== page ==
The People to People music delegation visited mainland China from Dec. 11-21 with each member paying for their own travel and trip costs. They stayed in Beijing for four nights, then flew to Shanghai for another four nights and spent most of their time in the country’s urban areas. During her trip, she was part of round-table discussions, panels, seminars and site visits allowing her to gain an in-depth understanding of the common interests and challenges she shares with those overseas.

Bishop also experienced culture and history through visits to the China Conservatory, Beijing No. 35 High School and visit to The Great Wall, The Forbidden City and Tiananmen Square.

The trip was organized by Lynn Brinckmeyer, director of Choral Music Education at Texas State University Brinckmeyer said she worked hard to get as many states represented on the trip as possible and said Bishop was selected as a delegate because of her involvement with her profession and the knowledge that Bishop and others would come back and share their experience with others.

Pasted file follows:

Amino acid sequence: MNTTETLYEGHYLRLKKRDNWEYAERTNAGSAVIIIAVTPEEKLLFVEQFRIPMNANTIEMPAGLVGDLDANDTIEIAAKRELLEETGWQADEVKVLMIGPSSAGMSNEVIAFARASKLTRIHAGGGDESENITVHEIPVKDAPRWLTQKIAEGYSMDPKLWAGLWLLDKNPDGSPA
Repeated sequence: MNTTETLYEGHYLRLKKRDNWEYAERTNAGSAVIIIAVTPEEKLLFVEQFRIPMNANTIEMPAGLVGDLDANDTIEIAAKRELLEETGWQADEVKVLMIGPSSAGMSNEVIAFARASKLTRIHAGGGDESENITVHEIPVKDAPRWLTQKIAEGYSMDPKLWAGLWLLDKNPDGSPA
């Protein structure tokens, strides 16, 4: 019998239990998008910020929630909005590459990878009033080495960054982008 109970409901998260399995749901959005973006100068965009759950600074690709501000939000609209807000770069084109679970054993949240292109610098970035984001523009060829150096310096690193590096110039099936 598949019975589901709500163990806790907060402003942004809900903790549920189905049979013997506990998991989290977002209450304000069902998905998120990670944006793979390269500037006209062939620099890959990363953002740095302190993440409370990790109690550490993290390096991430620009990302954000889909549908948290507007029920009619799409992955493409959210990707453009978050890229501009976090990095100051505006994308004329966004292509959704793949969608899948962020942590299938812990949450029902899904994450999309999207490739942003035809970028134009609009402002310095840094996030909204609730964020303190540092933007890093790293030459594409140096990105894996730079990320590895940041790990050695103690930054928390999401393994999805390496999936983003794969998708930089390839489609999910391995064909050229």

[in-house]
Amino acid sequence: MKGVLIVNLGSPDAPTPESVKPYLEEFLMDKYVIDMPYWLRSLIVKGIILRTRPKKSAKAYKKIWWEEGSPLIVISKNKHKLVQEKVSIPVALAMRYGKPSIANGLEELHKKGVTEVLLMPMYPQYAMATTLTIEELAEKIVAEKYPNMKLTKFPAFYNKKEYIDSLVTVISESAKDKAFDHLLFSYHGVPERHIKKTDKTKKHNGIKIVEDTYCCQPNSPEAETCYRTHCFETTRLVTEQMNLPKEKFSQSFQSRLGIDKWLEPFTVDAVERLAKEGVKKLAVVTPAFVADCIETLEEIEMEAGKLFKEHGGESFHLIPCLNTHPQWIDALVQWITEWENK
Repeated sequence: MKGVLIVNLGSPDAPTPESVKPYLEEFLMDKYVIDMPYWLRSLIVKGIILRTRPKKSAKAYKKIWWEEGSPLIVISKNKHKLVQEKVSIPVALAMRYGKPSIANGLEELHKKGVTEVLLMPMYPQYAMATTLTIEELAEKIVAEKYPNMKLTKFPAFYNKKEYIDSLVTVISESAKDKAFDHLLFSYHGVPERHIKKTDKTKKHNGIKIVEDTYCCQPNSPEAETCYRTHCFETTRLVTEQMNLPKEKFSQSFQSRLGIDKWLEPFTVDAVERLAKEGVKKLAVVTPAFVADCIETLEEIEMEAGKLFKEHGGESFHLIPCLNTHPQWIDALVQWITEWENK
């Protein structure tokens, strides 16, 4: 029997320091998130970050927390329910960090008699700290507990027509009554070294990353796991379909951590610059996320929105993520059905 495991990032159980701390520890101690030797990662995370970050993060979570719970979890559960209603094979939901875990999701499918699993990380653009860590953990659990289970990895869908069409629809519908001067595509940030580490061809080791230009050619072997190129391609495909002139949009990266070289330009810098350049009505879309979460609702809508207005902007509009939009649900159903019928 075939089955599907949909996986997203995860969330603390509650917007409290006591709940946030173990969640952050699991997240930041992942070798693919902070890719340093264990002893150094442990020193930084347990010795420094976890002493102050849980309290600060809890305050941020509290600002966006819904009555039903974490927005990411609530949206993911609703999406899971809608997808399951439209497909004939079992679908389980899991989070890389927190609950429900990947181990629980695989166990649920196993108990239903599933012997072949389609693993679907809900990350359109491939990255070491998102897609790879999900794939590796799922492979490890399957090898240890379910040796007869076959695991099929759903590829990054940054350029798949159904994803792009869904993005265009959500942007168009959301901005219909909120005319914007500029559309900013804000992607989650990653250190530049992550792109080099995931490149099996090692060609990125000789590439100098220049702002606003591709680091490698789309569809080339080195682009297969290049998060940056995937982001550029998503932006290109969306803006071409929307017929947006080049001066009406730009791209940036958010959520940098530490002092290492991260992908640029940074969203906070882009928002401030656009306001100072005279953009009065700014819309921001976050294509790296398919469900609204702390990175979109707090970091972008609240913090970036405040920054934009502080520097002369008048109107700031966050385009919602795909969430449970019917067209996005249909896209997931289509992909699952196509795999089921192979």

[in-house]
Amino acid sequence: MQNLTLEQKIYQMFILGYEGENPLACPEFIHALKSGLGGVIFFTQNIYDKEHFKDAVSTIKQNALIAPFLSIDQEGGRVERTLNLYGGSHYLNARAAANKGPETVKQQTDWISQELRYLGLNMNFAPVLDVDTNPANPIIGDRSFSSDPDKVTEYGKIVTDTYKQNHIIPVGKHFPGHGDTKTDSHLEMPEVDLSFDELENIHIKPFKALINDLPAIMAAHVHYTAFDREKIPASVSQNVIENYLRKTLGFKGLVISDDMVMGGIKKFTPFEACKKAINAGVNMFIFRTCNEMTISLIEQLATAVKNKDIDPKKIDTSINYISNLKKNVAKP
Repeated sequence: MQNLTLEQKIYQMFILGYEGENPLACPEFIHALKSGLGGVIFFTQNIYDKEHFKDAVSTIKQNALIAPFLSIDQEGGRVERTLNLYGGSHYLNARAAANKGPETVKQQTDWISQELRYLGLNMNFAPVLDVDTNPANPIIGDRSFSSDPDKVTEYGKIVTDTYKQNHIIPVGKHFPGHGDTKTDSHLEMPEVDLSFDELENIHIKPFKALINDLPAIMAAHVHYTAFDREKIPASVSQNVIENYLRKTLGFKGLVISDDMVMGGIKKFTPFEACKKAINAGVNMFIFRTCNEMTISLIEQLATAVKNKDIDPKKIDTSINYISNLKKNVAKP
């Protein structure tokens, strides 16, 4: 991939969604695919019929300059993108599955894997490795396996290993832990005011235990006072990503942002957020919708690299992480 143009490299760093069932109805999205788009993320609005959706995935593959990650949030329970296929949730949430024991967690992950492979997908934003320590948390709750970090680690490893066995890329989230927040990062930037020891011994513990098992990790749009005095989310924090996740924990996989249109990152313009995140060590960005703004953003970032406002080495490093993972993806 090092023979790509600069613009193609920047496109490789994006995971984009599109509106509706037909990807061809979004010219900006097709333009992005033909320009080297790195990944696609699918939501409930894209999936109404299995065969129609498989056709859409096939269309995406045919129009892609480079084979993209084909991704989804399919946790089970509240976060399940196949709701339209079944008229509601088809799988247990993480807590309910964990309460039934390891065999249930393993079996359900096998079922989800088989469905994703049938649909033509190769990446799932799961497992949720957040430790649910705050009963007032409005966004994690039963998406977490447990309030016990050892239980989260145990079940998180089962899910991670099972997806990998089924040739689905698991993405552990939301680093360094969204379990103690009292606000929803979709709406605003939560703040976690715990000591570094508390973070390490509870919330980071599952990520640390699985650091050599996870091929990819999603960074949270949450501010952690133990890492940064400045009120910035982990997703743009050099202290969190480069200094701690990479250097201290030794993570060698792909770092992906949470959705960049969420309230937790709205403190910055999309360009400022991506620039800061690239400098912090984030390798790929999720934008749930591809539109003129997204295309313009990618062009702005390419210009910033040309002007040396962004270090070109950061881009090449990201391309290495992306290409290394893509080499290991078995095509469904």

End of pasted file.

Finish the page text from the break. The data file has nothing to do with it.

“We have already had some dialogue via e-mail,” she said of the group. “And almost daily I’m getting something (from the group.) It’s been very rewarding.” She said the delegation will have a blog on the People to People site where they will be able to share photos, video and other thoughts.

Brinckmeyer said she expects many of the delegates will write about their experience for professional journals and, perhaps, present at state conferences before their peers. Bishop said she hopes to write a professional paper to share her experiences. She lost her voice early in the trip, so spent a lot of time writing observations in a journal, which she is now pleased to have to help her collect her thoughts.